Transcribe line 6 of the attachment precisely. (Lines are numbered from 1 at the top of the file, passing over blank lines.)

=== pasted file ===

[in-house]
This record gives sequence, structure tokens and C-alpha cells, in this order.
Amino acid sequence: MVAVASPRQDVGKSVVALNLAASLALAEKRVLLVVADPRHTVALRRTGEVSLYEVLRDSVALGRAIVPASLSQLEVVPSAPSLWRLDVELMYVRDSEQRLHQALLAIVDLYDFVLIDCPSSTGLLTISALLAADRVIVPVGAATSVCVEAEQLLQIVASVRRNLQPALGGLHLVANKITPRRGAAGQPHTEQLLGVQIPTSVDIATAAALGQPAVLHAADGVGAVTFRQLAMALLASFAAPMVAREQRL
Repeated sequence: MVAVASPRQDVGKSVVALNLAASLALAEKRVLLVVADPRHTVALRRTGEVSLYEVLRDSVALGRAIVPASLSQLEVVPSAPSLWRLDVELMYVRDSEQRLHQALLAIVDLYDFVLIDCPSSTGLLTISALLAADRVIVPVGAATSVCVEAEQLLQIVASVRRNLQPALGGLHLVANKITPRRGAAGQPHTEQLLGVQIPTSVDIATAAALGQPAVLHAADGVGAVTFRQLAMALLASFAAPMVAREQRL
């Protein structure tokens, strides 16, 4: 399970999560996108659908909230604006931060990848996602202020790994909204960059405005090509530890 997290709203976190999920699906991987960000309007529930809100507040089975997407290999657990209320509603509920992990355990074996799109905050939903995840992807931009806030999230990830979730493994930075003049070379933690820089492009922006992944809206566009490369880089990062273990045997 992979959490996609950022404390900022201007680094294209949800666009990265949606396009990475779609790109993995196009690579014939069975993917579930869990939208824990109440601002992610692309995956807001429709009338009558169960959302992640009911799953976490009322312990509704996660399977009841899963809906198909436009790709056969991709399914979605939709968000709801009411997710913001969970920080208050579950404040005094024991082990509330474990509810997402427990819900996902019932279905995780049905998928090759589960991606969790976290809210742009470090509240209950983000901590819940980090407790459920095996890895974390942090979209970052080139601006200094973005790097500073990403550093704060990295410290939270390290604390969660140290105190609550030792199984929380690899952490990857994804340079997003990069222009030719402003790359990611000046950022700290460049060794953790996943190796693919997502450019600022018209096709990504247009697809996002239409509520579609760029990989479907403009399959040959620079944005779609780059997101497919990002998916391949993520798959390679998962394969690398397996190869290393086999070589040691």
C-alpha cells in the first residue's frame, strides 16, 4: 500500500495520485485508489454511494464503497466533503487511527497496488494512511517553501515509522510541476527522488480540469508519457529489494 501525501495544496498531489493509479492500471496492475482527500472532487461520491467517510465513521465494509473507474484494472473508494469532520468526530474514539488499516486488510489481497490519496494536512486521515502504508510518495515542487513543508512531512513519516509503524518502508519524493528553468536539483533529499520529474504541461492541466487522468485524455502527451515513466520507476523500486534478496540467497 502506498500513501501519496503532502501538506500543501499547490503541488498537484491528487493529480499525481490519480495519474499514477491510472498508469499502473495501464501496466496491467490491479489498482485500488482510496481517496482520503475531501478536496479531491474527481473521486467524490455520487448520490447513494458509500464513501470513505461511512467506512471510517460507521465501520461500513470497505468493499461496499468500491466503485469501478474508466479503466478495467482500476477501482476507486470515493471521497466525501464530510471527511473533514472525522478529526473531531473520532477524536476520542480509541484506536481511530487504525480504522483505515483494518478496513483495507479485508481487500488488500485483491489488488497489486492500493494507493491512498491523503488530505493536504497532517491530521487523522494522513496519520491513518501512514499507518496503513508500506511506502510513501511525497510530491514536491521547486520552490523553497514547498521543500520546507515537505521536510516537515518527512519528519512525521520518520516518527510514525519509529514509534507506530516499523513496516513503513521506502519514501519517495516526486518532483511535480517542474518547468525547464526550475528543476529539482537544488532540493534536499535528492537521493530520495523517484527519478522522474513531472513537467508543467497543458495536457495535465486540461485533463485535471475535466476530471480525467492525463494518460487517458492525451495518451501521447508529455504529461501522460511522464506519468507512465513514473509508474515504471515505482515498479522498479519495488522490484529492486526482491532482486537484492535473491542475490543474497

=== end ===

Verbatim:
C-alpha cells in the first residue's frame, strides 16, 4: 500500500495520485485508489454511494464503497466533503487511527497496488494512511517553501515509522510541476527522488480540469508519457529489494 501525501495544496498531489493509479492500471496492475482527500472532487461520491467517510465513521465494509473507474484494472473508494469532520468526530474514539488499516486488510489481497490519496494536512486521515502504508510518495515542487513543508512531512513519516509503524518502508519524493528553468536539483533529499520529474504541461492541466487522468485524455502527451515513466520507476523500486534478496540467497 502506498500513501501519496503532502501538506500543501499547490503541488498537484491528487493529480499525481490519480495519474499514477491510472498508469499502473495501464501496466496491467490491479489498482485500488482510496481517496482520503475531501478536496479531491474527481473521486467524490455520487448520490447513494458509500464513501470513505461511512467506512471510517460507521465501520461500513470497505468493499461496499468500491466503485469501478474508466479503466478495467482500476477501482476507486470515493471521497466525501464530510471527511473533514472525522478529526473531531473520532477524536476520542480509541484506536481511530487504525480504522483505515483494518478496513483495507479485508481487500488488500485483491489488488497489486492500493494507493491512498491523503488530505493536504497532517491530521487523522494522513496519520491513518501512514499507518496503513508500506511506502510513501511525497510530491514536491521547486520552490523553497514547498521543500520546507515537505521536510516537515518527512519528519512525521520518520516518527510514525519509529514509534507506530516499523513496516513503513521506502519514501519517495516526486518532483511535480517542474518547468525547464526550475528543476529539482537544488532540493534536499535528492537521493530520495523517484527519478522522474513531472513537467508543467497543458495536457495535465486540461485533463485535471475535466476530471480525467492525463494518460487517458492525451495518451501521447508529455504529461501522460511522464506519468507512465513514473509508474515504471515505482515498479522498479519495488522490484529492486526482491532482486537484492535473491542475490543474497